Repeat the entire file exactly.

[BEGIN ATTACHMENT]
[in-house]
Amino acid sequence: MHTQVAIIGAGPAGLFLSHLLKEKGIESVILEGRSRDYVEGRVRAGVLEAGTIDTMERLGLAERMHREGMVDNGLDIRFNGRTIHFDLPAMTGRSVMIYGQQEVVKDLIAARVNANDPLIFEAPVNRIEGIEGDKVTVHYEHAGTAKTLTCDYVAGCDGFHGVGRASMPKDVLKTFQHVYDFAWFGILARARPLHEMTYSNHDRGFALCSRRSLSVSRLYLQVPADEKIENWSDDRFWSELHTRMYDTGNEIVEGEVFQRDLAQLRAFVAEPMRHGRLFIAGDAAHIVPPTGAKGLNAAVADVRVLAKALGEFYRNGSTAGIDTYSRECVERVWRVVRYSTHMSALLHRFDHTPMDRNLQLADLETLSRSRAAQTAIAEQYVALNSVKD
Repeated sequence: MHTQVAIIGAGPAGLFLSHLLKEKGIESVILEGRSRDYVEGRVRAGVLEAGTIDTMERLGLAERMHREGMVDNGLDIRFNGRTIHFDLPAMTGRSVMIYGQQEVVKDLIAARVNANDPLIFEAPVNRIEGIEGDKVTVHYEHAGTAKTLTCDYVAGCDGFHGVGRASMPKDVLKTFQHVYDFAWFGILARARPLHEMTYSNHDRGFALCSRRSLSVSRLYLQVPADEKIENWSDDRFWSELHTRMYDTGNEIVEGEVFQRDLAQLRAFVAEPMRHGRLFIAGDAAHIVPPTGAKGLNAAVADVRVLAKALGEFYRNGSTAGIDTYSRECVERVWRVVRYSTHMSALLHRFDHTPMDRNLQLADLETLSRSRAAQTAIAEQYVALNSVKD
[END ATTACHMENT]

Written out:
[in-house]
Amino acid sequence: MHTQVAIIGAGPAGLFLSHLLKEKGIESVILEGRSRDYVEGRVRAGVLEAGTIDTMERLGLAERMHREGMVDNGLDIRFNGRTIHFDLPAMTGRSVMIYGQQEVVKDLIAARVNANDPLIFEAPVNRIEGIEGDKVTVHYEHAGTAKTLTCDYVAGCDGFHGVGRASMPKDVLKTFQHVYDFAWFGILARARPLHEMTYSNHDRGFALCSRRSLSVSRLYLQVPADEKIENWSDDRFWSELHTRMYDTGNEIVEGEVFQRDLAQLRAFVAEPMRHGRLFIAGDAAHIVPPTGAKGLNAAVADVRVLAKALGEFYRNGSTAGIDTYSRECVERVWRVVRYSTHMSALLHRFDHTPMDRNLQLADLETLSRSRAAQTAIAEQYVALNSVKD
Repeated sequence: MHTQVAIIGAGPAGLFLSHLLKEKGIESVILEGRSRDYVEGRVRAGVLEAGTIDTMERLGLAERMHREGMVDNGLDIRFNGRTIHFDLPAMTGRSVMIYGQQEVVKDLIAARVNANDPLIFEAPVNRIEGIEGDKVTVHYEHAGTAKTLTCDYVAGCDGFHGVGRASMPKDVLKTFQHVYDFAWFGILARARPLHEMTYSNHDRGFALCSRRSLSVSRLYLQVPADEKIENWSDDRFWSELHTRMYDTGNEIVEGEVFQRDLAQLRAFVAEPMRHGRLFIAGDAAHIVPPTGAKGLNAAVADVRVLAKALGEFYRNGSTAGIDTYSRECVERVWRVVRYSTHMSALLHRFDHTPMDRNLQLADLETLSRSRAAQTAIAEQYVALNSVKD